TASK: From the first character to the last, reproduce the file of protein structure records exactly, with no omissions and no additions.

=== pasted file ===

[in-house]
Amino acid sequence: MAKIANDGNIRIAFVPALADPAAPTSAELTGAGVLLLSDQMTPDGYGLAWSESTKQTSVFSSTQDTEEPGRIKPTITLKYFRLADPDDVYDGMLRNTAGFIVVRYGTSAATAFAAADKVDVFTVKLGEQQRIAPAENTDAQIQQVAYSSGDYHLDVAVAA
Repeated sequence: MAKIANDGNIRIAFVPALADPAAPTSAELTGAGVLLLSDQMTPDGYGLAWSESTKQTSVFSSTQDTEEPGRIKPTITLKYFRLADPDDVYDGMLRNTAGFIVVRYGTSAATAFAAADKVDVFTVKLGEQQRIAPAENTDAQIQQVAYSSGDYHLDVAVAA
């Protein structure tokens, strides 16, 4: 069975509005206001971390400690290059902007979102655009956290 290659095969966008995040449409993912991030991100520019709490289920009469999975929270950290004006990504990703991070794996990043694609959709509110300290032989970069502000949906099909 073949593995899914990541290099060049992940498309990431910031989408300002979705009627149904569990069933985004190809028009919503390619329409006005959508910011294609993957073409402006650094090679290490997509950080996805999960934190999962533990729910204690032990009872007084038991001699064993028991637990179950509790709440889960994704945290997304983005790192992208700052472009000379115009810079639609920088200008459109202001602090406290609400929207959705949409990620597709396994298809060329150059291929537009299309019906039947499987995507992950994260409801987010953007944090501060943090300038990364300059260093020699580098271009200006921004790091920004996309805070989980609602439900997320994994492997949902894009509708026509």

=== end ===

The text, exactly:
[in-house]
Amino acid sequence: MAKIANDGNIRIAFVPALADPAAPTSAELTGAGVLLLSDQMTPDGYGLAWSESTKQTSVFSSTQDTEEPGRIKPTITLKYFRLADPDDVYDGMLRNTAGFIVVRYGTSAATAFAAADKVDVFTVKLGEQQRIAPAENTDAQIQQVAYSSGDYHLDVAVAA
Repeated sequence: MAKIANDGNIRIAFVPALADPAAPTSAELTGAGVLLLSDQMTPDGYGLAWSESTKQTSVFSSTQDTEEPGRIKPTITLKYFRLADPDDVYDGMLRNTAGFIVVRYGTSAATAFAAADKVDVFTVKLGEQQRIAPAENTDAQIQQVAYSSGDYHLDVAVAA
């Protein structure tokens, strides 16, 4: 069975509005206001971390400690290059902007979102655009956290 290659095969966008995040449409993912991030991100520019709490289920009469999975929270950290004006990504990703991070794996990043694609959709509110300290032989970069502000949906099909 073949593995899914990541290099060049992940498309990431910031989408300002979705009627149904569990069933985004190809028009919503390619329409006005959508910011294609993957073409402006650094090679290490997509950080996805999960934190999962533990729910204690032990009872007084038991001699064993028991637990179950509790709440889960994704945290997304983005790192992208700052472009000379115009810079639609920088200008459109202001602090406290609400929207959705949409990620597709396994298809060329150059291929537009299309019906039947499987995507992950994260409801987010953007944090501060943090300038990364300059260093020699580098271009200006921004790091920004996309805070989980609602439900997320994994492997949902894009509708026509």